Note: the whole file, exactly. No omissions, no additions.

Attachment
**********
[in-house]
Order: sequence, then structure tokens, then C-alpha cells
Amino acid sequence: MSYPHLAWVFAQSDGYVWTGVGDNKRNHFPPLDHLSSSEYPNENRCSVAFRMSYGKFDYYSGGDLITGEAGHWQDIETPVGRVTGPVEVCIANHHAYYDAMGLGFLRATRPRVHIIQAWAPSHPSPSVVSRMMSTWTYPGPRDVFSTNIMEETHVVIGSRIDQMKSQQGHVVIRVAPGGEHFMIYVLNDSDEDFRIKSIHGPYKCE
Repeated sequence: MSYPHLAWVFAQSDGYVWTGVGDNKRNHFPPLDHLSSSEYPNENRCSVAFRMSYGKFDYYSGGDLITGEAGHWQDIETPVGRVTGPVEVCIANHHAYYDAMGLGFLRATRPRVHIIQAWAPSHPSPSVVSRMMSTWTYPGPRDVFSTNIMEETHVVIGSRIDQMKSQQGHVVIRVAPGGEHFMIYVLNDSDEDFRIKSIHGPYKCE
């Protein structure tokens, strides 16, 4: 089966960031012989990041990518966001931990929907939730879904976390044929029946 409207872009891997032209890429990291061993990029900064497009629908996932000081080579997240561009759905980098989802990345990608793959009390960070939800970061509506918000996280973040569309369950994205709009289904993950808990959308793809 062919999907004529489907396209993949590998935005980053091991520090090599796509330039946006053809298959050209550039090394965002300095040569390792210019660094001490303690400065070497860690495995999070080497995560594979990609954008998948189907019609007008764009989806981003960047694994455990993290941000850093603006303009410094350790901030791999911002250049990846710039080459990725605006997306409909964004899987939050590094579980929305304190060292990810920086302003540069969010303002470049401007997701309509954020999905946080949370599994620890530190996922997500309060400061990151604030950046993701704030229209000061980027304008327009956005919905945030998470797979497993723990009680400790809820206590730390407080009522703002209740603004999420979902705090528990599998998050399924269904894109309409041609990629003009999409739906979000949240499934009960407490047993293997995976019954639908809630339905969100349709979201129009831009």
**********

[in-house]
Order: sequence, then structure tokens, then C-alpha cells
Amino acid sequence: MSYPHLAWVFAQSDGYVWTGVGDNKRNHFPPLDHLSSSEYPNENRCSVAFRMSYGKFDYYSGGDLITGEAGHWQDIETPVGRVTGPVEVCIANHHAYYDAMGLGFLRATRPRVHIIQAWAPSHPSPSVVSRMMSTWTYPGPRDVFSTNIMEETHVVIGSRIDQMKSQQGHVVIRVAPGGEHFMIYVLNDSDEDFRIKSIHGPYKCE
Repeated sequence: MSYPHLAWVFAQSDGYVWTGVGDNKRNHFPPLDHLSSSEYPNENRCSVAFRMSYGKFDYYSGGDLITGEAGHWQDIETPVGRVTGPVEVCIANHHAYYDAMGLGFLRATRPRVHIIQAWAPSHPSPSVVSRMMSTWTYPGPRDVFSTNIMEETHVVIGSRIDQMKSQQGHVVIRVAPGGEHFMIYVLNDSDEDFRIKSIHGPYKCE
């Protein structure tokens, strides 16, 4: 089966960031012989990041990518966001931990929907939730879904976390044929029946 409207872009891997032209890429990291061993990029900064497009629908996932000081080579997240561009759905980098989802990345990608793959009390960070939800970061509506918000996280973040569309369950994205709009289904993950808990959308793809 062919999907004529489907396209993949590998935005980053091991520090090599796509330039946006053809298959050209550039090394965002300095040569390792210019660094001490303690400065070497860690495995999070080497995560594979990609954008998948189907019609007008764009989806981003960047694994455990993290941000850093603006303009410094350790901030791999911002250049990846710039080459990725605006997306409909964004899987939050590094579980929305304190060292990810920086302003540069969010303002470049401007997701309509954020999905946080949370599994620890530190996922997500309060400061990151604030950046993701704030229209000061980027304008327009956005919905945030998470797979497993723990009680400790809820206590730390407080009522703002209740603004999420979902705090528990599998998050399924269904894109309409041609990629003009999409739906979000949240499934009960407490047993293997995976019954639908809630339905969100349709979201129009831009």